oved burned down to the ground.



Miles away on the bank of a large lake, in a house too modern for the time it was built at, the smug gentlemen returned to the monsters that sent him. He was bearing the loot he had stolen from the man he watched killed by the beast that accompanied him.

“Do you have it?” The blood freezing voice asked as he entered the da
rk chamber of the foul monster.

“Yes, everything is here.” The well-dressed man shivered as he laid the three ruby set boxes
in front of the monsters feet.

“Open it.” It ordered.

“I…” The smug man gulped. “I cannot…”

He screamed in pain as the monster’s angry shrie
k nearly knocked him senseless.

“It’s the child!” The man yelled through his pain. “Pleas
e! It is meant for the child!” 

The monster shrieked again. “Then find him!” It ordered

“Yes…”The not so long ago smug gentleman scrambled to his feet and bowed. “Yes…the first children will be arriving by m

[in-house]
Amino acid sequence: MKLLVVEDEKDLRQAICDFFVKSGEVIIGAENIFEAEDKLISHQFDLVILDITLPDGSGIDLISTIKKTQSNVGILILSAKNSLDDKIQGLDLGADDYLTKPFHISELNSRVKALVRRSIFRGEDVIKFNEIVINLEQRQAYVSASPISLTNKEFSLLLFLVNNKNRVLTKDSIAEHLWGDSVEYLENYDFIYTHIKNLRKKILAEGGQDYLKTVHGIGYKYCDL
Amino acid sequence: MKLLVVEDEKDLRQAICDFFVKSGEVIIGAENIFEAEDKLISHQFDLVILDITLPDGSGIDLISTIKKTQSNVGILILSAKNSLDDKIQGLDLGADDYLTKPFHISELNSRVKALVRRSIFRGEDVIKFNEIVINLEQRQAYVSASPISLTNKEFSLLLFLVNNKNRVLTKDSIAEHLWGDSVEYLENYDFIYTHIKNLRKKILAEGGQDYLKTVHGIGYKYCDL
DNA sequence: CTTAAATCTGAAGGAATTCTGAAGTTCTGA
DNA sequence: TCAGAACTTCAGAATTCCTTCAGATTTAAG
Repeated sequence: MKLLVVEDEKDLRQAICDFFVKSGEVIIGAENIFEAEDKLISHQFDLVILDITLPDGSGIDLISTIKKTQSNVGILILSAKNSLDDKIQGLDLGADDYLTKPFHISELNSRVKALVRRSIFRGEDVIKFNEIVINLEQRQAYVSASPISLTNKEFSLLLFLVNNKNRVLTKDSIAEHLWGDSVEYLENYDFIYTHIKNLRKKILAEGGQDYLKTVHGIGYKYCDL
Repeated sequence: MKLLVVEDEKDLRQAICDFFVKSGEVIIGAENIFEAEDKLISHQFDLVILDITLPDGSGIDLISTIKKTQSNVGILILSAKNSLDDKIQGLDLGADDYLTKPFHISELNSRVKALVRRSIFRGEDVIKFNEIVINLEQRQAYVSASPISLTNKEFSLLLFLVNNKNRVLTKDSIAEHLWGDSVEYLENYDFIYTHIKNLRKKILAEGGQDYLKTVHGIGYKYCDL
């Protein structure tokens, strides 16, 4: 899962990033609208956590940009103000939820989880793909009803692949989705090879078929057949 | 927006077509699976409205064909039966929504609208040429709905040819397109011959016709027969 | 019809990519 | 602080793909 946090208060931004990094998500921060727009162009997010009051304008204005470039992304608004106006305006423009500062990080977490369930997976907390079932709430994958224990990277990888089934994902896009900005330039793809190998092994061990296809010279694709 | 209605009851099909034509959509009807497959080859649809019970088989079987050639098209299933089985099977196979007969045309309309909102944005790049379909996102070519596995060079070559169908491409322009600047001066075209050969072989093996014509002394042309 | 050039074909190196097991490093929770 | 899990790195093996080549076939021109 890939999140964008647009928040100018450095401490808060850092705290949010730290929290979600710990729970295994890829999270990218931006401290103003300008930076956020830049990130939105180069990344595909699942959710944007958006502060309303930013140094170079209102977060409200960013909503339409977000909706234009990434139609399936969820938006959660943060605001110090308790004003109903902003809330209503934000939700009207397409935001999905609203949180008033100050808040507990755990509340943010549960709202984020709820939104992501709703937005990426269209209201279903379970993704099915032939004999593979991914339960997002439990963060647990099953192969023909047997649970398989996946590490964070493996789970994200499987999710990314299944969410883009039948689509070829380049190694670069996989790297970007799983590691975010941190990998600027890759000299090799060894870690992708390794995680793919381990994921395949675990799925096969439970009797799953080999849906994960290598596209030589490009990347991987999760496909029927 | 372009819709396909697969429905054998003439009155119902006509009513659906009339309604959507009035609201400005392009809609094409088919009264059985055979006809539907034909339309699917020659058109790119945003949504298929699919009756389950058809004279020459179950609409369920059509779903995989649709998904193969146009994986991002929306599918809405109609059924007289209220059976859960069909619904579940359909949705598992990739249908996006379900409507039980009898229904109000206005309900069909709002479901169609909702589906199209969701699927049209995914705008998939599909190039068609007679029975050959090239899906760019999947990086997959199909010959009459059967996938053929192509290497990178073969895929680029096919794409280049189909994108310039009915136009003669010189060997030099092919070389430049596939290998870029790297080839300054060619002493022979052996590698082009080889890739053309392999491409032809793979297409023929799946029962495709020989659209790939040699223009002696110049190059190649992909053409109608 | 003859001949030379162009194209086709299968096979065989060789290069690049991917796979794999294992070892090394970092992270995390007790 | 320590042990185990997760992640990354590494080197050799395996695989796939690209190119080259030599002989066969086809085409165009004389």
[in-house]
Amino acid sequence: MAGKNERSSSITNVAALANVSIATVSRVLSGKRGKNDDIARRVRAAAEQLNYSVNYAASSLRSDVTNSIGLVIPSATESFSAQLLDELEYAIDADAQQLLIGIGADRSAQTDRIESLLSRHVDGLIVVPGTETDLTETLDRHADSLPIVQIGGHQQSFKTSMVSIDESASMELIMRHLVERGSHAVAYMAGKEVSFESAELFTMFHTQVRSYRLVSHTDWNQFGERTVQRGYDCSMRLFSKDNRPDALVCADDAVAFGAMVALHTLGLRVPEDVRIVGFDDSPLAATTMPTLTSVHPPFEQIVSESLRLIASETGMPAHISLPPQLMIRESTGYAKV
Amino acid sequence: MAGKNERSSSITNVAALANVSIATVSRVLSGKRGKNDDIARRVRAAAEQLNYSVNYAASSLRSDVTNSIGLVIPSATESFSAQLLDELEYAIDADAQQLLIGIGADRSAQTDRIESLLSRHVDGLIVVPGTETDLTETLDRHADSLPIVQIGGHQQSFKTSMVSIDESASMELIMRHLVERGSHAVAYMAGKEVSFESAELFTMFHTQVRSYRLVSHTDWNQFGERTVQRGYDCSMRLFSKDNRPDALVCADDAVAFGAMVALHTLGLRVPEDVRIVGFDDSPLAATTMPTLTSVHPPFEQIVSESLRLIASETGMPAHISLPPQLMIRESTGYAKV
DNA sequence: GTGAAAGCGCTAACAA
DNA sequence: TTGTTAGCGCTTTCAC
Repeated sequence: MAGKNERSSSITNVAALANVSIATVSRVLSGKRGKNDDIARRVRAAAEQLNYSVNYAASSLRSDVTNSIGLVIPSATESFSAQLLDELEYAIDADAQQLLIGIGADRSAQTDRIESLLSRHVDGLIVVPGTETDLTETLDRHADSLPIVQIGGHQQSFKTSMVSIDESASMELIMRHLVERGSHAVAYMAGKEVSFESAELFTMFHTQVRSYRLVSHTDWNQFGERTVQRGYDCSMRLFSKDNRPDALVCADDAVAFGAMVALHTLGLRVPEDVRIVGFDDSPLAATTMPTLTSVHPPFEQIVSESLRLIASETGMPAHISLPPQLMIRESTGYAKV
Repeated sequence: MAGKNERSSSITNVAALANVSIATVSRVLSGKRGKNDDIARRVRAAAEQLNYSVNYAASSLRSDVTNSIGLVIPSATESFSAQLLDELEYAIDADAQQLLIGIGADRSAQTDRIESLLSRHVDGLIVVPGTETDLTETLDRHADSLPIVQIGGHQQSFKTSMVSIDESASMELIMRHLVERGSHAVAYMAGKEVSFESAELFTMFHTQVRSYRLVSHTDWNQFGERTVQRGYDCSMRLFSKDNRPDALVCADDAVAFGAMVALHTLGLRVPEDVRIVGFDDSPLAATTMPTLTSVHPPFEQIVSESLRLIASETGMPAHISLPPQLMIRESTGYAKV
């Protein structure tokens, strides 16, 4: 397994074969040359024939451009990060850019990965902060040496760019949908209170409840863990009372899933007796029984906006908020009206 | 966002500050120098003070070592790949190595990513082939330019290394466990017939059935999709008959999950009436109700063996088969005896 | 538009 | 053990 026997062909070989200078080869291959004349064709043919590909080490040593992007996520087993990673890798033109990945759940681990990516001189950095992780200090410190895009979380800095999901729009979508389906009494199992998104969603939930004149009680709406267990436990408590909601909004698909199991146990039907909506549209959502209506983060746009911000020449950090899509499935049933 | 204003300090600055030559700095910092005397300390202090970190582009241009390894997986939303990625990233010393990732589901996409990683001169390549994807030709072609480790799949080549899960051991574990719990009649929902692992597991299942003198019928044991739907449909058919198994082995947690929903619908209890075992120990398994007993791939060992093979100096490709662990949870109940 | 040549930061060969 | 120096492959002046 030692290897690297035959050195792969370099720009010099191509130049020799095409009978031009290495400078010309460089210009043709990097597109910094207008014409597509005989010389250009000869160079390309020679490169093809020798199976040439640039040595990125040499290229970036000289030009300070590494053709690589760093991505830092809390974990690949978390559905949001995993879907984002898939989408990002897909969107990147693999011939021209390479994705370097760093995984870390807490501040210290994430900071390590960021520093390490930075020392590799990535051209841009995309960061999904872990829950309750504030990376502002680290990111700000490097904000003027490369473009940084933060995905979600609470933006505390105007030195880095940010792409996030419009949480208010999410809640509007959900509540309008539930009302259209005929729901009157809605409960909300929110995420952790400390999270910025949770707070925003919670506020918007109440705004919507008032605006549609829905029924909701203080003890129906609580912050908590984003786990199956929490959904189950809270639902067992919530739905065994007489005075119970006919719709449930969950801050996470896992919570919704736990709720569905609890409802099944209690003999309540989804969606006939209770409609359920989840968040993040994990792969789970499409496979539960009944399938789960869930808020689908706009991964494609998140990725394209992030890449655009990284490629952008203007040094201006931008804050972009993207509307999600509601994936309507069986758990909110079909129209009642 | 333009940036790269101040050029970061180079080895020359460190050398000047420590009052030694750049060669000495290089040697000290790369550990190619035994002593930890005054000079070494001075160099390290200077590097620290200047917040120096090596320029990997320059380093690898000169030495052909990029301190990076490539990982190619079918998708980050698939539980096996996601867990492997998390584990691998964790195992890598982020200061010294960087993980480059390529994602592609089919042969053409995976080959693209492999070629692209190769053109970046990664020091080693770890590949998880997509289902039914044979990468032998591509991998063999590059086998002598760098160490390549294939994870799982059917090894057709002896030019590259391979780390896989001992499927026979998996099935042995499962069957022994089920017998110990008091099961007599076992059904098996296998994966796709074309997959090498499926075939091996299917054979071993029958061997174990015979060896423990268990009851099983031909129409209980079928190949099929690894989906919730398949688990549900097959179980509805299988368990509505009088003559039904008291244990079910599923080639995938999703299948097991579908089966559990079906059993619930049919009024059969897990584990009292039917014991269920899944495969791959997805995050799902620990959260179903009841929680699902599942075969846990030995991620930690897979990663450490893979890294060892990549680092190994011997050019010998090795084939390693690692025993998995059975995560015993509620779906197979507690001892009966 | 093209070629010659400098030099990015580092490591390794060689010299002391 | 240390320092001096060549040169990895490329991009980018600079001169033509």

orning. We will find him soon!”

He left in a hurry. He couldn't stand being alone in the same room with that being for more than a couple of minutes, and even though it had promised him everything that he wanted he did not know what horrible price he was going to pay for his riches. He didn't know that
he was gambling away his soul.


Our time



The loud scream echoed through the narrow hallway.

Lilith, a tall, redheaded woman in her twenties raised her head from the salad she was making to look at the stairs, half visible in her sight from where she was standing at the kitchen counter. She giggled and smiled to herself.

“The triplets are at it again.” She said to her husband, Greg, who sat across from her in the kitchen, looking as amused as she was from the sounds of the three little kids.